Albeit loose mathematical sequences, the audience could tell the scripts comprised the details of an entire dark machinery, a kind of subterranean web 3.0. Distilling the wide-ranging talk, one attendee quipped, “Plans to anonymize the world.”

And while Taaki insisted the details on the whiteboard not be published for fear they be co-opted – “There’s a lack of ideas in this space,” he told CoinDesk – it’s clear the tooling he’s got in mind would be a revolution, which is exactly what he wants.

Having left bitcoin development to fight alongside a Kurdish militia in Rojava, an autonomous region in northern Syria, Taaki is hoping to spread that region’s practices of democratic confederalism, a political theory that advocates for small, self-governing communities.

“Every revolutionary movement needs to have a technological arm, and we are the technological arm of the democratic confederalist movement,” Taaki told CoinDesk,

“This is our objective as an organization, which is using technology for autonomous democracy and the collapse of the system of nation states around the world.”

Politics and tech

To make this happen, Taaki expects participants of the academy to undergo a strict training. Newcomers are subject to a three-month introduction period, one that repeats every six months to one year.

“It’s a vehicle for developing them as leaders, to develop their skills technically, socially and being able to effectively organize other human beings and coordinate together tightly,” Taaki told CoinDesk.

While there’s room for ideological diversity within the organization — for example, Taaki wants to set up multiple tiers of participation and a system of allied academies globally — core attendees will need to follow careful timetables, give up other engagements and dedicate themselves fully to the project.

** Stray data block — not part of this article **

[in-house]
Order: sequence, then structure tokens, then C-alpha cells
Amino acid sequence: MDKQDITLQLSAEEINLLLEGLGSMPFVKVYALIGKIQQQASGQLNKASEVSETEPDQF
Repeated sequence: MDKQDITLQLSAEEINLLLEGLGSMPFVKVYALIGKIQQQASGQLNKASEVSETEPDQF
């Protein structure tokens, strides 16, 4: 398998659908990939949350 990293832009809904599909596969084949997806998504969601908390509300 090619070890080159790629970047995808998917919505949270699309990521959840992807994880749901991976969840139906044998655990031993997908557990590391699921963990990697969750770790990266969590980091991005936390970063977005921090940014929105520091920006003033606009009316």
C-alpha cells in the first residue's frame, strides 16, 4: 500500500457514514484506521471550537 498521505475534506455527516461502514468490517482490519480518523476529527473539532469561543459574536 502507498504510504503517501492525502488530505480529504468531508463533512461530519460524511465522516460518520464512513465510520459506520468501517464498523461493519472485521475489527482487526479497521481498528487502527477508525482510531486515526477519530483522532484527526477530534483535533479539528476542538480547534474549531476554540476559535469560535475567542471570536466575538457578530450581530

“Together we can elevate each other higher, we can learn from each other, we can dedicate ourselves to a sense of purpose and become stronger,” Taaki said. “And because we gain something from this, we are willing to forgo certain comforts of life, certain smaller freedoms for an even bigger freedom that we want to grasp.”

For himself, Taaki lives a rigid lifestyle: lifting weights, measuring his meals, avoiding weed and alcohol. And with the occasional snide remarks about “lazy hacker culture,” he doesn’t hide his disdain for those who don’t.

“You can’t party and have the revolution at the same time. They’re mutually incompatible things,” he told CoinDesk.

That’s one of the outcomes he fears for bitcoin, and even the cryptocurrency community as a whole – that while it has attracted some of the best minds in technology, there’s a risk that it will simply devolve into play.

“There’s a danger that bitcoin as this transformative tool to liberate humanity will just be turned into a nice subculture where we meet up with friends at conferences and a few geeky people play around, make investments, but it’s nothing more, and the potential that exists, that truly exists inside of bitcoin, does not get realized,” he said.